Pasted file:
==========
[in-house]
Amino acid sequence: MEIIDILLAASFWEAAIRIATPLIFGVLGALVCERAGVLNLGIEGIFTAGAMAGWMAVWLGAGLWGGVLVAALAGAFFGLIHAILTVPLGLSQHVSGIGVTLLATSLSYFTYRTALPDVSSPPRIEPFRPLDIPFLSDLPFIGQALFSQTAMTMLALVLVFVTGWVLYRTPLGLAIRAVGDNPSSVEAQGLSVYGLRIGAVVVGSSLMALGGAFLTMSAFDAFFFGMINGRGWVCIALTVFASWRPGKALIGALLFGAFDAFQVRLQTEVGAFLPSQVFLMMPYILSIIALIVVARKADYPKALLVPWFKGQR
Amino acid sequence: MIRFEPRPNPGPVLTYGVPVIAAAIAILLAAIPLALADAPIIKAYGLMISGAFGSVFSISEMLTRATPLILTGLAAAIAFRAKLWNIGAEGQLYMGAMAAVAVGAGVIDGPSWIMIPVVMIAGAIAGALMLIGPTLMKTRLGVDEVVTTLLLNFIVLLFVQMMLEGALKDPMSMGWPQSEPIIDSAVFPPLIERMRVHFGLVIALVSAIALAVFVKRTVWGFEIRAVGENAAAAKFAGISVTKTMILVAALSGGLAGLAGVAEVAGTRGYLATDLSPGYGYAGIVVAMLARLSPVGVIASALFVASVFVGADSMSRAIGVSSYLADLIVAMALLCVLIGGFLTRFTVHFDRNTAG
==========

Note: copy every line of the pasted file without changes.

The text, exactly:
[in-house]
Amino acid sequence: MEIIDILLAASFWEAAIRIATPLIFGVLGALVCERAGVLNLGIEGIFTAGAMAGWMAVWLGAGLWGGVLVAALAGAFFGLIHAILTVPLGLSQHVSGIGVTLLATSLSYFTYRTALPDVSSPPRIEPFRPLDIPFLSDLPFIGQALFSQTAMTMLALVLVFVTGWVLYRTPLGLAIRAVGDNPSSVEAQGLSVYGLRIGAVVVGSSLMALGGAFLTMSAFDAFFFGMINGRGWVCIALTVFASWRPGKALIGALLFGAFDAFQVRLQTEVGAFLPSQVFLMMPYILSIIALIVVARKADYPKALLVPWFKGQR
Amino acid sequence: MIRFEPRPNPGPVLTYGVPVIAAAIAILLAAIPLALADAPIIKAYGLMISGAFGSVFSISEMLTRATPLILTGLAAAIAFRAKLWNIGAEGQLYMGAMAAVAVGAGVIDGPSWIMIPVVMIAGAIAGALMLIGPTLMKTRLGVDEVVTTLLLNFIVLLFVQMMLEGALKDPMSMGWPQSEPIIDSAVFPPLIERMRVHFGLVIALVSAIALAVFVKRTVWGFEIRAVGENAAAAKFAGISVTKTMILVAALSGGLAGLAGVAEVAGTRGYLATDLSPGYGYAGIVVAMLARLSPVGVIASALFVASVFVGADSMSRAIGVSSYLADLIVAMALLCVLIGGFLTRFTVHFDRNTAG